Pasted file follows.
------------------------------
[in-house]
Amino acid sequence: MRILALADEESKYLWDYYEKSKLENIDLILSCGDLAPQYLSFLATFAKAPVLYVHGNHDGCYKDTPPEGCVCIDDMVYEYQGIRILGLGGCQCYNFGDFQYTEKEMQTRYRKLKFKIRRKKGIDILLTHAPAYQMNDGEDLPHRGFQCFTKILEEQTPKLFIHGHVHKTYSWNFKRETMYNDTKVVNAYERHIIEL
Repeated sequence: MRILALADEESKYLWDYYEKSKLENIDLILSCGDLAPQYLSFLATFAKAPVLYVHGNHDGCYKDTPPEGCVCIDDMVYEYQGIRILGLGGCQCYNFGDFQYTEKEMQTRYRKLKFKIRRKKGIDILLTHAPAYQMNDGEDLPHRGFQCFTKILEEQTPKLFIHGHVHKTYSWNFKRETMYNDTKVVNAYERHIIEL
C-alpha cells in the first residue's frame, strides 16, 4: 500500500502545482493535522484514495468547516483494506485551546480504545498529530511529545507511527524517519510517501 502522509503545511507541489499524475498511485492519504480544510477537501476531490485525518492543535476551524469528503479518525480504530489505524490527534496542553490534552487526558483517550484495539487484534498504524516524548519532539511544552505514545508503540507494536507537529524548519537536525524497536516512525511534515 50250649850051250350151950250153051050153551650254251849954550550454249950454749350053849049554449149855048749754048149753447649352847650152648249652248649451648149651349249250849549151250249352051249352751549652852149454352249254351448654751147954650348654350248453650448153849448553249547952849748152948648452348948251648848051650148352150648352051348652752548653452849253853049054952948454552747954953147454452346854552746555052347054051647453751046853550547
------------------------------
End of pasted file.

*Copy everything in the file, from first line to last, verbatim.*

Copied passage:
[in-house]
Amino acid sequence: MRILALADEESKYLWDYYEKSKLENIDLILSCGDLAPQYLSFLATFAKAPVLYVHGNHDGCYKDTPPEGCVCIDDMVYEYQGIRILGLGGCQCYNFGDFQYTEKEMQTRYRKLKFKIRRKKGIDILLTHAPAYQMNDGEDLPHRGFQCFTKILEEQTPKLFIHGHVHKTYSWNFKRETMYNDTKVVNAYERHIIEL
Repeated sequence: MRILALADEESKYLWDYYEKSKLENIDLILSCGDLAPQYLSFLATFAKAPVLYVHGNHDGCYKDTPPEGCVCIDDMVYEYQGIRILGLGGCQCYNFGDFQYTEKEMQTRYRKLKFKIRRKKGIDILLTHAPAYQMNDGEDLPHRGFQCFTKILEEQTPKLFIHGHVHKTYSWNFKRETMYNDTKVVNAYERHIIEL
C-alpha cells in the first residue's frame, strides 16, 4: 500500500502545482493535522484514495468547516483494506485551546480504545498529530511529545507511527524517519510517501 502522509503545511507541489499524475498511485492519504480544510477537501476531490485525518492543535476551524469528503479518525480504530489505524490527534496542553490534552487526558483517550484495539487484534498504524516524548519532539511544552505514545508503540507494536507537529524548519537536525524497536516512525511534515 50250649850051250350151950250153051050153551650254251849954550550454249950454749350053849049554449149855048749754048149753447649352847650152648249652248649451648149651349249250849549151250249352051249352751549652852149454352249254351448654751147954650348654350248453650448153849448553249547952849748152948648452348948251648848051650148352150648352051348652752548653452849253853049054952948454552747954953147454452346854552746555052347054051647453751046853550547